In the case of problem skin

Things could become difficult if the areas to be shaved and particularly the facial and neck areas show cornification disorders such as acne whereby the sebum glands are affected. In these cases an accompanying anti-comedogenic treatment is required.
Lotions or modular systems containing essential fatty acids such as linoleic acid, alpha and gamma linolenic acid in liposomal or nanodisperse form have proved to be efficient with consistent application. It is recommended using the products in the evening. This also applies for vitamin A containing products since the sensitive ingredients become less active when they are exposed to sunlight. By contrast, lotions containing frankincense resin (anti-irritant) and azelaic acid (antimicrobial) can also be applied during the day.
In this particular case, fatty skin care creams are not needed after the shaving as they would do more harm than good. The sebum glands usually produce enough lipids. The same active agents can be used on the skin prone to perioral dermatitis or rosacea. The most effective instruments though are pure sera without lipid substances or additives. Skin care creams should be sparsely used as the topical fatty films facilitate the growth of anaerobic bacteria.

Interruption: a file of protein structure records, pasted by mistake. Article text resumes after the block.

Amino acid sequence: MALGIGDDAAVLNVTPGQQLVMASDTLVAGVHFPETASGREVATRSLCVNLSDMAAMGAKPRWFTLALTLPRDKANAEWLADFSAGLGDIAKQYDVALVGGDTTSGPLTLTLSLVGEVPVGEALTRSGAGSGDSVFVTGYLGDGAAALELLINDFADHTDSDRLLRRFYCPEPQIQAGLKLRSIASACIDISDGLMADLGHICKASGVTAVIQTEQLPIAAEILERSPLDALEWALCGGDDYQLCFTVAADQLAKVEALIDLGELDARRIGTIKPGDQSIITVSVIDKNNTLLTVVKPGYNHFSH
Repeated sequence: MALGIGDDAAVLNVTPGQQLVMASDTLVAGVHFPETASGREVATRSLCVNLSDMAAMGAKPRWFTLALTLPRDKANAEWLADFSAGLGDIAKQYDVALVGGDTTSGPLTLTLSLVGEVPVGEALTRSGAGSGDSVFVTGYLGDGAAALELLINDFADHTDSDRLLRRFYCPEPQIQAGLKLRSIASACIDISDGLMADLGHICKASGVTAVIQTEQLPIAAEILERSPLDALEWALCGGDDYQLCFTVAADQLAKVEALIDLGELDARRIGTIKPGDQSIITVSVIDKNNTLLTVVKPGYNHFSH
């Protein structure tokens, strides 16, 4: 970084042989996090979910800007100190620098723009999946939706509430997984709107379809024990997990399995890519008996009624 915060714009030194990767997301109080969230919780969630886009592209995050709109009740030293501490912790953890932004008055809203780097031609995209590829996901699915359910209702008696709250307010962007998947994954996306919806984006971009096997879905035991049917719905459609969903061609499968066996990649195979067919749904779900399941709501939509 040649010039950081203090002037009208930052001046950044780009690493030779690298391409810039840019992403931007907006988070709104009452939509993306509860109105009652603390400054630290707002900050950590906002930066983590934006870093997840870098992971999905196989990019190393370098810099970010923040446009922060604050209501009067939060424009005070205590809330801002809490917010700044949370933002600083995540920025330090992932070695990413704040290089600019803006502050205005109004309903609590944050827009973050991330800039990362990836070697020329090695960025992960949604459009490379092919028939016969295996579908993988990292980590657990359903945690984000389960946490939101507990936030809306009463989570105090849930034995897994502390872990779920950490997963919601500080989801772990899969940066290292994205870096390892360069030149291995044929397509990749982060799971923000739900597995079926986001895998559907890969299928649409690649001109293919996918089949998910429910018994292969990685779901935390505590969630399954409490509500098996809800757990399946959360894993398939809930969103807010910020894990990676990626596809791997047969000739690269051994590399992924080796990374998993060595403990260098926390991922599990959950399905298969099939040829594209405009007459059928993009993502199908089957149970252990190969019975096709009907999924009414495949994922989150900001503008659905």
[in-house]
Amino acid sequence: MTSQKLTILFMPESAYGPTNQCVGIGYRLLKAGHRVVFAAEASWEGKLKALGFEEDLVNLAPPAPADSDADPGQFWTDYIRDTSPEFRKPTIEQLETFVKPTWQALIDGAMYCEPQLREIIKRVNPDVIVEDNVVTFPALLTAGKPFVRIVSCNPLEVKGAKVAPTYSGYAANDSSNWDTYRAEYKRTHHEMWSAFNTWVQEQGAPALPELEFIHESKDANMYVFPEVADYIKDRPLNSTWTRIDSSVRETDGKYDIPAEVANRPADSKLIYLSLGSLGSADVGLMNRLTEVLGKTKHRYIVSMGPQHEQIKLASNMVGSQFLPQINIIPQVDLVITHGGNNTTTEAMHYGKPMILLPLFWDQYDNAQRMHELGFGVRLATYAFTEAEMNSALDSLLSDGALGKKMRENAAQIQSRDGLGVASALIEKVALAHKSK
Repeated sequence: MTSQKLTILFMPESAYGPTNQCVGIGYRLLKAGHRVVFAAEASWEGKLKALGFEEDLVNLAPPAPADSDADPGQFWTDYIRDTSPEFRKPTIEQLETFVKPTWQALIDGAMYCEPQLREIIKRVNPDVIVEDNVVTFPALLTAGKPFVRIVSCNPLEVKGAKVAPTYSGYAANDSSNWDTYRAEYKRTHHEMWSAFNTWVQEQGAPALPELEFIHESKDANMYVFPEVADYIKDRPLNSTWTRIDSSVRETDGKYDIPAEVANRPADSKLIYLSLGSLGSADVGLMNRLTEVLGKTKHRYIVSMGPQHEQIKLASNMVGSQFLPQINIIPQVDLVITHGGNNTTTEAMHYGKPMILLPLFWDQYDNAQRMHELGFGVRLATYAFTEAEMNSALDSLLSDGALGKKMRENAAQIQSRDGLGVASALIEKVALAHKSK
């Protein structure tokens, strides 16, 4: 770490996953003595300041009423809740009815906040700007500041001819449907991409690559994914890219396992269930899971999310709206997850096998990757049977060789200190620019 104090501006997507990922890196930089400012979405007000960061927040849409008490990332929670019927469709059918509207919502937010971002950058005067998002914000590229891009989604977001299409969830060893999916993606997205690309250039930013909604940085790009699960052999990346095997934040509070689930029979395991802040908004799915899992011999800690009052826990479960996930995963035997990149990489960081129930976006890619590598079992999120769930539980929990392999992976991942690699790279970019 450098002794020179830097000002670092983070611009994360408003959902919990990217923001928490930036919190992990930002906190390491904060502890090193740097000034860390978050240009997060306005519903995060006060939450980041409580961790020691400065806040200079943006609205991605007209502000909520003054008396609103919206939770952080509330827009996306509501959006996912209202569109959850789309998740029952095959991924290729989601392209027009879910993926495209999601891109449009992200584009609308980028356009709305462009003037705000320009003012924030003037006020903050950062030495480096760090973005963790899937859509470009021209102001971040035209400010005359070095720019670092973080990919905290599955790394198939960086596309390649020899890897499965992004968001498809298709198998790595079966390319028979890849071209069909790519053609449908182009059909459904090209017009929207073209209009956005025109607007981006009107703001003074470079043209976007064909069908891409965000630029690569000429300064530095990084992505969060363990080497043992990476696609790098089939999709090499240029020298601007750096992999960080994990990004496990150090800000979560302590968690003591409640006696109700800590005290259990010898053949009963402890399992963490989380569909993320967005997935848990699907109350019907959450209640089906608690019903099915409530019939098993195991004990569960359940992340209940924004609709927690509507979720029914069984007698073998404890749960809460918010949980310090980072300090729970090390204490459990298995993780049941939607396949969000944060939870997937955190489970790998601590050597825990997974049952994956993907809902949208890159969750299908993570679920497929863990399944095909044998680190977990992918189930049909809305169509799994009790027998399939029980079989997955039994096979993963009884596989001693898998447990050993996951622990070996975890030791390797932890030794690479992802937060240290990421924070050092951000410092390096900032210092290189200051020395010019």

Uncomplicated areas

Although breast, back, legs and arm shavings take their time due to the large areas to be done, they are rather uncomplicated regarding the provisions before and the care after the shavings. The reason is that the skin in these areas is far more resilient. In a general sense though, the same considerations apply as for the more sensitive areas of the skin.
After hot wax or sugar epilations the same aspects apply as after shavings. Depending on the skin type or the particular skin areas also appropriate lotions with water- or gel-like consistency can be used. Occlusive conditions that cause redundant swellings of the skin should also be avoided in these cases.

Watch out: bacteria!

Beyond that, it is recommended to stay away from potential sources of infection such as public baths or similar institutions, at least for one day. Since hairs provide a certain protection against sun radiation, extended sun exposure should also be avoided after an extensive hair removal.
The IPL based epilation stimulates the melanin formation. Potential eye-catching spots related to such treatments can be almost excluded by applying liposomal sera with Sodium Ascorbyl Phosphate (INCI) or the appropriate vegetable extracts; an addition of D-panthenol complements the pre- and after-treatment.
The epilation creams based on thioglycolic acid for the chemical epilation have a high pH value. That is why they should be used with reasonable care. After application, the skin areas should be thoroughly rinsed with lukewarm water and then be treated with barrier creams without mineral oil components and emulsifiers in order to adequately nourish the skin.